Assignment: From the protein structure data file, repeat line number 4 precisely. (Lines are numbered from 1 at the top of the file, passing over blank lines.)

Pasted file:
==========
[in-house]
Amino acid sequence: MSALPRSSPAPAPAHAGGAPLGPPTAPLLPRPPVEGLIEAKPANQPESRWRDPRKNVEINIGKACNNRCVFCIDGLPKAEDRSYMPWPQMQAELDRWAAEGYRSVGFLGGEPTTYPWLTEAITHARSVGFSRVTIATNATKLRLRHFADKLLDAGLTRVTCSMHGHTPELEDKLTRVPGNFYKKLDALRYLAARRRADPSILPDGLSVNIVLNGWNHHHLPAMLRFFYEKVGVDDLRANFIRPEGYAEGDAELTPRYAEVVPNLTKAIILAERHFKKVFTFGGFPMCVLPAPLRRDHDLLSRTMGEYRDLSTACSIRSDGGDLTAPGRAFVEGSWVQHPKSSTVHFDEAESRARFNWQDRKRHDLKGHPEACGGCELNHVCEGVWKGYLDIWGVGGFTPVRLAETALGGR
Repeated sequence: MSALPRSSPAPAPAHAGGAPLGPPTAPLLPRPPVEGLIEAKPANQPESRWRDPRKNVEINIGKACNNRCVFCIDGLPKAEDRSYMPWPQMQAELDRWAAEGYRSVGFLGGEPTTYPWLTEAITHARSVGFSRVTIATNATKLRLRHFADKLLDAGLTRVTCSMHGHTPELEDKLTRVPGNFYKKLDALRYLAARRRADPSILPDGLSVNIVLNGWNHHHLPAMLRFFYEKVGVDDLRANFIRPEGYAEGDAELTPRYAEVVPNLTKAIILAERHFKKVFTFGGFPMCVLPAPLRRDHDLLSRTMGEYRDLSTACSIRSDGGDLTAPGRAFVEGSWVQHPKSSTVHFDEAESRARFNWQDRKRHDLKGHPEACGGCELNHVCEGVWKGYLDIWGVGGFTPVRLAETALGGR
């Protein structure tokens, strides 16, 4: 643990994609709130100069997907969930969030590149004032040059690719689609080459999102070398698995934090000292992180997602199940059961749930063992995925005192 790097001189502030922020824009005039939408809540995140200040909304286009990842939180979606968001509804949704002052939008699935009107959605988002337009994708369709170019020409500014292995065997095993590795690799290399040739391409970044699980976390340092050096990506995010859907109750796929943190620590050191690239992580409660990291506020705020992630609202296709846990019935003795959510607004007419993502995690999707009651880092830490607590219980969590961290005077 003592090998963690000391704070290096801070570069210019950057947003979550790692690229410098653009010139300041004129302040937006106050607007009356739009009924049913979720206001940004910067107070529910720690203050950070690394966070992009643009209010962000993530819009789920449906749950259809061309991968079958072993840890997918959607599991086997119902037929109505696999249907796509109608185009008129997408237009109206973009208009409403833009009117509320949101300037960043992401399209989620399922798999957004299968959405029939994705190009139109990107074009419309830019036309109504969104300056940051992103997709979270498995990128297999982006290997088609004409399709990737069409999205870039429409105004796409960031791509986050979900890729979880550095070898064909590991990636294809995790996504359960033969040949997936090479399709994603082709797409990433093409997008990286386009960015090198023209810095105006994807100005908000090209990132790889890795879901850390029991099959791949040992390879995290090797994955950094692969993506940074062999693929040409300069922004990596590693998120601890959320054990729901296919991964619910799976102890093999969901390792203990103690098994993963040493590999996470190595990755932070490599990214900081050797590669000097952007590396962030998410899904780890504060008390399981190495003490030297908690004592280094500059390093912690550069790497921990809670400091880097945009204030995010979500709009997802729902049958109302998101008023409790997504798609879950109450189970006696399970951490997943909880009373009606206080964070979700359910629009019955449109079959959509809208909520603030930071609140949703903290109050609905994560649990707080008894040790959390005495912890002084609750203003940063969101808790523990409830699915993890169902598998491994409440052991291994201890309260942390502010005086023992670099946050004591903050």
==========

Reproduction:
């Protein structure tokens, strides 16, 4: 643990994609709130100069997907969930969030590149004032040059690719689609080459999102070398698995934090000292992180997602199940059961749930063992995925005192 790097001189502030922020824009005039939408809540995140200040909304286009990842939180979606968001509804949704002052939008699935009107959605988002337009994708369709170019020409500014292995065997095993590795690799290399040739391409970044699980976390340092050096990506995010859907109750796929943190620590050191690239992580409660990291506020705020992630609202296709846990019935003795959510607004007419993502995690999707009651880092830490607590219980969590961290005077 003592090998963690000391704070290096801070570069210019950057947003979550790692690229410098653009010139300041004129302040937006106050607007009356739009009924049913979720206001940004910067107070529910720690203050950070690394966070992009643009209010962000993530819009789920449906749950259809061309991968079958072993840890997918959607599991086997119902037929109505696999249907796509109608185009008129997408237009109206973009208009409403833009009117509320949101300037960043992401399209989620399922798999957004299968959405029939994705190009139109990107074009419309830019036309109504969104300056940051992103997709979270498995990128297999982006290997088609004409399709990737069409999205870039429409105004796409960031791509986050979900890729979880550095070898064909590991990636294809995790996504359960033969040949997936090479399709994603082709797409990433093409997008990286386009960015090198023209810095105006994807100005908000090209990132790889890795879901850390029991099959791949040992390879995290090797994955950094692969993506940074062999693929040409300069922004990596590693998120601890959320054990729901296919991964619910799976102890093999969901390792203990103690098994993963040493590999996470190595990755932070490599990214900081050797590669000097952007590396962030998410899904780890504060008390399981190495003490030297908690004592280094500059390093912690550069790497921990809670400091880097945009204030995010979500709009997802729902049958109302998101008023409790997504798609879950109450189970006696399970951490997943909880009373009606206080964070979700359910629009019955449109079959959509809208909520603030930071609140949703903290109050609905994560649990707080008894040790959390005495912890002084609750203003940063969101808790523990409830699915993890169902598998491994409440052991291994201890309260942390502010005086023992670099946050004591903050």